Being average is not very popular these days. When pastors gather, the first thing they do is compare attendance and offering numbers. “How much has your church grown? How many people got saved/baptized this year?” If a church is going to invite a guest speaker, we’d prefer hearing from Peter, who preached and 3,000 came to Christ (Acts 2), rather than Philip, who preached to only one man from Ethiopia (Acts 8). We want to hear from the one who fed 5,000, not the one who carried the five loaves and two fish (John 6). If we had our choice, we want to be the soil that produces a hundredfold rather than the one that produces only thirtyfold (Mathew 13:8, 23).
While we know intellectually that God expects and rewards faithfulness (Matthew 25), we’d prefer being faithfully above average rather than faithfully just average.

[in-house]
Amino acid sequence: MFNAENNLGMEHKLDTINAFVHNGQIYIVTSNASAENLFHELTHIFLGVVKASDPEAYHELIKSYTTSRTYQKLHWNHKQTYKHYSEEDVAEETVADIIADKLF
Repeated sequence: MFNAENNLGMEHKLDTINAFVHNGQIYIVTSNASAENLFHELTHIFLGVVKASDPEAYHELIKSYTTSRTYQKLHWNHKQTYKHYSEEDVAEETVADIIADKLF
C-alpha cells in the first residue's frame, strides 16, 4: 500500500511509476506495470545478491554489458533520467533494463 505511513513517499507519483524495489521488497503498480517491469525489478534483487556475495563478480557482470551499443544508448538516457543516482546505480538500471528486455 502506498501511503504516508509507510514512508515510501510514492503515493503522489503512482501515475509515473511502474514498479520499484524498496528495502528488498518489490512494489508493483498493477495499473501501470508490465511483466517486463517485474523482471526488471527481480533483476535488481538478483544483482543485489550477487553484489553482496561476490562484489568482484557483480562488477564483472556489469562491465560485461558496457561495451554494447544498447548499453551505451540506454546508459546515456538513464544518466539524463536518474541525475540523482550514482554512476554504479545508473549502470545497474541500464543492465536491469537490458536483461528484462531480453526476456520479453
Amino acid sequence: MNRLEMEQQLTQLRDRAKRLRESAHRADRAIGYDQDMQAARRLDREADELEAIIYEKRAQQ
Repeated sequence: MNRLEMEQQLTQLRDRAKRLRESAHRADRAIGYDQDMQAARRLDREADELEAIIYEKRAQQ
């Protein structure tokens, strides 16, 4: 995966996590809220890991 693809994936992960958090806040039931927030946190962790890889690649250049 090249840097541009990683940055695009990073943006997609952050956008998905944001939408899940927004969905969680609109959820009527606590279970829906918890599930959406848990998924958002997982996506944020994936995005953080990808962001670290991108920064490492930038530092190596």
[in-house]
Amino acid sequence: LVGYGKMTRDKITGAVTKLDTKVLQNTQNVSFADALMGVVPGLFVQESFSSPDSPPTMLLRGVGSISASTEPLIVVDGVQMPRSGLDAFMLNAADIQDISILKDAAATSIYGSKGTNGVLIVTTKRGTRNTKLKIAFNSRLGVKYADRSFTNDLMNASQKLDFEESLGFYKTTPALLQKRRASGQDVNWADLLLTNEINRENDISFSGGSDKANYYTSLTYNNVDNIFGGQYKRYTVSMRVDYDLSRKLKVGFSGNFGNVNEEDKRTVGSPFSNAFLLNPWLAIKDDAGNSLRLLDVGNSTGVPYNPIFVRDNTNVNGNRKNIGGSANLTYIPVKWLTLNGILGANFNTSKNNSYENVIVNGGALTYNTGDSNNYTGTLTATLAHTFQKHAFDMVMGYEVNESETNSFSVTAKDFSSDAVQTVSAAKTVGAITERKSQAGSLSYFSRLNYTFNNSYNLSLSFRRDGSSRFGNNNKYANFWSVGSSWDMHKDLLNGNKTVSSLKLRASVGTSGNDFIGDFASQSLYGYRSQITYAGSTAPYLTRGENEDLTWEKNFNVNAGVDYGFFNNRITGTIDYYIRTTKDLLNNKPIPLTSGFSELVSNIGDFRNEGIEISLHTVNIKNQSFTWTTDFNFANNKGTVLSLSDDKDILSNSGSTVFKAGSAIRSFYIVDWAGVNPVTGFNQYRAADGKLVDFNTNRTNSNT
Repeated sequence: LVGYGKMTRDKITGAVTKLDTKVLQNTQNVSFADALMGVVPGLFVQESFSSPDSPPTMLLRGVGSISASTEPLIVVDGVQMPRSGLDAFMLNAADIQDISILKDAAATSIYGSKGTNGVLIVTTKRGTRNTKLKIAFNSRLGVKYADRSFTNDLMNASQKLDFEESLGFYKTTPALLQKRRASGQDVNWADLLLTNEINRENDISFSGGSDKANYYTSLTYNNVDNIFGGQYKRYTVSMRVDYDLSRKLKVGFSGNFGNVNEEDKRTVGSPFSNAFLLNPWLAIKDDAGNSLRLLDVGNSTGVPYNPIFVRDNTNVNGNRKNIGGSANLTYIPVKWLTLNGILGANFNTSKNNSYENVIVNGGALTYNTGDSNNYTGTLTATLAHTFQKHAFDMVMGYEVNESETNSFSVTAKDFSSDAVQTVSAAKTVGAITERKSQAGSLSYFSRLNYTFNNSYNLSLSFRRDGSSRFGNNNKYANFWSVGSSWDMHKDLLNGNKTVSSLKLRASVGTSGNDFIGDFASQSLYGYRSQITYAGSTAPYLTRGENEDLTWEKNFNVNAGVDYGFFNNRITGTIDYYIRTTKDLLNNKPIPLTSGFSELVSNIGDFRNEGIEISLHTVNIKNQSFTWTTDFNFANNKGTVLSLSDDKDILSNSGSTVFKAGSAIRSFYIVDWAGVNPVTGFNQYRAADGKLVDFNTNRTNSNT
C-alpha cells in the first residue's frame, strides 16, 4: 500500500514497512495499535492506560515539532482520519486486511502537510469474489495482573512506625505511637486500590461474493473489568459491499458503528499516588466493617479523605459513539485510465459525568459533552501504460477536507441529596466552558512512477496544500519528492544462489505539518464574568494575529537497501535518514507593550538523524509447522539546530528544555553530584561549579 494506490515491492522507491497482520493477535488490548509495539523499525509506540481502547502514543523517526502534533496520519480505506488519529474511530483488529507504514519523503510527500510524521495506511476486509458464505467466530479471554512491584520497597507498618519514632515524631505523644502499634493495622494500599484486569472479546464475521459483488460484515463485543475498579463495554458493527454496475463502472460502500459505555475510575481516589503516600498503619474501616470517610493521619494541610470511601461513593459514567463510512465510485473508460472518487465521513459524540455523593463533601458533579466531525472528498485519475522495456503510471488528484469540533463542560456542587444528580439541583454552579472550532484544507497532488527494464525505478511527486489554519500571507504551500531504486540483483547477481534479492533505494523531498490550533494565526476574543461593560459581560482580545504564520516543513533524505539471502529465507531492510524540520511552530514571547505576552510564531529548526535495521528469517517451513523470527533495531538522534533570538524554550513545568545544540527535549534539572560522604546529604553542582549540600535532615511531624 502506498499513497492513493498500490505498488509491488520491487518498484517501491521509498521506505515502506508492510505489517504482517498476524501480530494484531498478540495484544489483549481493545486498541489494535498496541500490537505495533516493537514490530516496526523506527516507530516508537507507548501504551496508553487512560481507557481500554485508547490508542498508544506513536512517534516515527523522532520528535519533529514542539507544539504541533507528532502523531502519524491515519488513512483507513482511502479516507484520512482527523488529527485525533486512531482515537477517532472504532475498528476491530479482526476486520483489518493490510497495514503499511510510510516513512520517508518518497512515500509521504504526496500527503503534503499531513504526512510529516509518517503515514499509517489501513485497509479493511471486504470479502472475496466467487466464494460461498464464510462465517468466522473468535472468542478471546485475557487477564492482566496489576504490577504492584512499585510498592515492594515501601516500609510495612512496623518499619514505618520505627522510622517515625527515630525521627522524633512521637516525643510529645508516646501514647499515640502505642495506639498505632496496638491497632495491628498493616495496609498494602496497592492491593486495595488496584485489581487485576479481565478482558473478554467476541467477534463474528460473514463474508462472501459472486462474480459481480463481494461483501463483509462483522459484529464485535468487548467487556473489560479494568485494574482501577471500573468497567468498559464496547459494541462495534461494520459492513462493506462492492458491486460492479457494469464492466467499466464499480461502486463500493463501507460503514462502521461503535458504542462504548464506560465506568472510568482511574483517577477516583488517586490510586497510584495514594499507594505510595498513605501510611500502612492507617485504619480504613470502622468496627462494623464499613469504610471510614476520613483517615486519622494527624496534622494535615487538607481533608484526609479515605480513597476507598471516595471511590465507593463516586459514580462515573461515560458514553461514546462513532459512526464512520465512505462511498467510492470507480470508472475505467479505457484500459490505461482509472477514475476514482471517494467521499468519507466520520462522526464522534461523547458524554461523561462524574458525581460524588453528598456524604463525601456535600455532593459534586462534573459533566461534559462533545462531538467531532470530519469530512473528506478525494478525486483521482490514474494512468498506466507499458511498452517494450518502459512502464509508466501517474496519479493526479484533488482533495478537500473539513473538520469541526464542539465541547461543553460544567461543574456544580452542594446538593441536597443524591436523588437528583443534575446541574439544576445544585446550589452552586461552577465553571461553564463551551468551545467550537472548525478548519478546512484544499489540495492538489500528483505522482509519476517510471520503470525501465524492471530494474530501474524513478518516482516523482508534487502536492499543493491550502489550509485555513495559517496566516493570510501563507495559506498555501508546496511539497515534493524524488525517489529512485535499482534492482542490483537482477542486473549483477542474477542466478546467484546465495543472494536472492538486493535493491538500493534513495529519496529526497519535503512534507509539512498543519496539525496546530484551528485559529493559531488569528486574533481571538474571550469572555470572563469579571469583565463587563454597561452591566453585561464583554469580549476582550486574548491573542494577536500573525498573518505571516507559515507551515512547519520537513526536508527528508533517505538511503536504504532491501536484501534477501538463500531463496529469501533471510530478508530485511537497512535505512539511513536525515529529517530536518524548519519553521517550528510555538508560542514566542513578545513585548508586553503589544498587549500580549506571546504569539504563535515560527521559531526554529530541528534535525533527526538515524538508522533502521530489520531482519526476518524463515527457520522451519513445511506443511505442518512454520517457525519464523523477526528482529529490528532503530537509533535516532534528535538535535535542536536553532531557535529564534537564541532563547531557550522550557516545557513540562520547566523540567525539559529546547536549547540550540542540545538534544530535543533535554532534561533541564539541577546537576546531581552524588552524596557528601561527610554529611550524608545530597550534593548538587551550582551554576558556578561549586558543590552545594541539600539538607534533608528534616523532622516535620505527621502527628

Let’s face it, being average is just, well, average.
For more on the subject, here are two previous posts I wrote:
Is it a sin to be average? – May 23, 2008
Redefining ministry success – September 17, 2011
“Now that you live in New England, what sports teams will you root for?” I was asked that profound question this past week. It struck me that I will need a new wardrobe. I need to trade in my Seattle Mariners sweatshirt for a Red Sox hoodie. I have to give up my Seahawks t-shirt for a Patriots shirt. While I can still root for the Huskies, it will be of the UConn variety rather than the UW Dawgs.
In the same way my new address requires new attire, the apostle Paul explains that our new identity in Christ requires a new way of living. In Colossians 3:1-4, Paul explained that Christ changed our life. Now, we need to change our lifestyle. Like changing clothes, we are to take off our old sinful actions (3:5-11) and replace them with positive virtues (3:12-14). We are to dress consistent with who we are.
In verse 12, Paul uses three words to describe our new identity in Christ. We are chosen, holy, and deeply loved.